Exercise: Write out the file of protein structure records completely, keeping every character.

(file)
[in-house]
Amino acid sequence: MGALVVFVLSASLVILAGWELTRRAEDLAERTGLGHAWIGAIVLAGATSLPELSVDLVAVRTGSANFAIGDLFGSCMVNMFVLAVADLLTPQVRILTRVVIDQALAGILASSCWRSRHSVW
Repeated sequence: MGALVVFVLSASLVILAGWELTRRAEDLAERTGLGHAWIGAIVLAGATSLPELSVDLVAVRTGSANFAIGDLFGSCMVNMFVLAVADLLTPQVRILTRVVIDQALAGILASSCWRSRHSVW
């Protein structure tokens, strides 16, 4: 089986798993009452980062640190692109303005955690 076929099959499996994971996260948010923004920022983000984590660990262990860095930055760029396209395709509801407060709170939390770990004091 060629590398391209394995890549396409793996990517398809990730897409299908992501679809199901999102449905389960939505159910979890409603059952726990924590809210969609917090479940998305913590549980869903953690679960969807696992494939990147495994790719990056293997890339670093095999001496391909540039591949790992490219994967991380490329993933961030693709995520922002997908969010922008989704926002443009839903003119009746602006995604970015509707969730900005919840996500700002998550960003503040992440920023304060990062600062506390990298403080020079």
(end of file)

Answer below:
[in-house]
Amino acid sequence: MGALVVFVLSASLVILAGWELTRRAEDLAERTGLGHAWIGAIVLAGATSLPELSVDLVAVRTGSANFAIGDLFGSCMVNMFVLAVADLLTPQVRILTRVVIDQALAGILASSCWRSRHSVW
Repeated sequence: MGALVVFVLSASLVILAGWELTRRAEDLAERTGLGHAWIGAIVLAGATSLPELSVDLVAVRTGSANFAIGDLFGSCMVNMFVLAVADLLTPQVRILTRVVIDQALAGILASSCWRSRHSVW
């Protein structure tokens, strides 16, 4: 089986798993009452980062640190692109303005955690 076929099959499996994971996260948010923004920022983000984590660990262990860095930055760029396209395709509801407060709170939390770990004091 060629590398391209394995890549396409793996990517398809990730897409299908992501679809199901999102449905389960939505159910979890409603059952726990924590809210969609917090479940998305913590549980869903953690679960969807696992494939990147495994790719990056293997890339670093095999001496391909540039591949790992490219994967991380490329993933961030693709995520922002997908969010922008989704926002443009839903003119009746602006995604970015509707969730900005919840996500700002998550960003503040992440920023304060990062600062506390990298403080020079």